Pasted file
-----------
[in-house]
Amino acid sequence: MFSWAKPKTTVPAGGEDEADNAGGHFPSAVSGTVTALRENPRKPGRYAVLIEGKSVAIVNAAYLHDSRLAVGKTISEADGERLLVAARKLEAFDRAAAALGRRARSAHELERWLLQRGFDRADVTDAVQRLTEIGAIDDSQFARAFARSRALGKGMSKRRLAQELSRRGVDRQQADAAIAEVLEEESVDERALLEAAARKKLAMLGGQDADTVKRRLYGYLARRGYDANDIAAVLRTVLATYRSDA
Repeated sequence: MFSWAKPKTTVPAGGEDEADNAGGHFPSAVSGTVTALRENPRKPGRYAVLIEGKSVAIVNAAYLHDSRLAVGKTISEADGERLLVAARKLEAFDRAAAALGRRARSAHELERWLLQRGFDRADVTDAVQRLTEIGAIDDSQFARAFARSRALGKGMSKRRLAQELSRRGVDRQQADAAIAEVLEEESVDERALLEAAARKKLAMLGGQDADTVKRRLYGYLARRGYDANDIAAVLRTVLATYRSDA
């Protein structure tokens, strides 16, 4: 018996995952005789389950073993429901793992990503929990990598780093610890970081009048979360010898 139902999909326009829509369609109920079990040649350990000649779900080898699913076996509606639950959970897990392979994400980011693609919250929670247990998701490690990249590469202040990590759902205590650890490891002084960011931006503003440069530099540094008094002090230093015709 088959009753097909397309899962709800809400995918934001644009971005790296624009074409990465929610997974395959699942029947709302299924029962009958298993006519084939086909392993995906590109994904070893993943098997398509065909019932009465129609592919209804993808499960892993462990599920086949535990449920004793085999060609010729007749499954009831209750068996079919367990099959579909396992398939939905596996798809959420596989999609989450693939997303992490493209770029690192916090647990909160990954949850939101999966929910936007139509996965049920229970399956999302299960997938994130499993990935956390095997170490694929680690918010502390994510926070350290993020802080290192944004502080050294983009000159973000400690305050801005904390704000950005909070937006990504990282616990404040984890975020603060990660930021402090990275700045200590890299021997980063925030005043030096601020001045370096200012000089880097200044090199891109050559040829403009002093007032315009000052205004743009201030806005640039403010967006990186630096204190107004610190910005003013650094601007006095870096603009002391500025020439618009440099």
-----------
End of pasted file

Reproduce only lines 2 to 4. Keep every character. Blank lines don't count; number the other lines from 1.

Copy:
Amino acid sequence: MFSWAKPKTTVPAGGEDEADNAGGHFPSAVSGTVTALRENPRKPGRYAVLIEGKSVAIVNAAYLHDSRLAVGKTISEADGERLLVAARKLEAFDRAAAALGRRARSAHELERWLLQRGFDRADVTDAVQRLTEIGAIDDSQFARAFARSRALGKGMSKRRLAQELSRRGVDRQQADAAIAEVLEEESVDERALLEAAARKKLAMLGGQDADTVKRRLYGYLARRGYDANDIAAVLRTVLATYRSDA
Repeated sequence: MFSWAKPKTTVPAGGEDEADNAGGHFPSAVSGTVTALRENPRKPGRYAVLIEGKSVAIVNAAYLHDSRLAVGKTISEADGERLLVAARKLEAFDRAAAALGRRARSAHELERWLLQRGFDRADVTDAVQRLTEIGAIDDSQFARAFARSRALGKGMSKRRLAQELSRRGVDRQQADAAIAEVLEEESVDERALLEAAARKKLAMLGGQDADTVKRRLYGYLARRGYDANDIAAVLRTVLATYRSDA
């Protein structure tokens, strides 16, 4: 018996995952005789389950073993429901793992990503929990990598780093610890970081009048979360010898 139902999909326009829509369609109920079990040649350990000649779900080898699913076996509606639950959970897990392979994400980011693609919250929670247990998701490690990249590469202040990590759902205590650890490891002084960011931006503003440069530099540094008094002090230093015709 088959009753097909397309899962709800809400995918934001644009971005790296624009074409990465929610997974395959699942029947709302299924029962009958298993006519084939086909392993995906590109994904070893993943098997398509065909019932009465129609592919209804993808499960892993462990599920086949535990449920004793085999060609010729007749499954009831209750068996079919367990099959579909396992398939939905596996798809959420596989999609989450693939997303992490493209770029690192916090647990909160990954949850939101999966929910936007139509996965049920229970399956999302299960997938994130499993990935956390095997170490694929680690918010502390994510926070350290993020802080290192944004502080050294983009000159973000400690305050801005904390704000950005909070937006990504990282616990404040984890975020603060990660930021402090990275700045200590890299021997980063925030005043030096601020001045370096200012000089880097200044090199891109050559040829403009002093007032315009000052205004743009201030806005640039403010967006990186630096204190107004610190910005003013650094601007006095870096603009002391500025020439618009440099």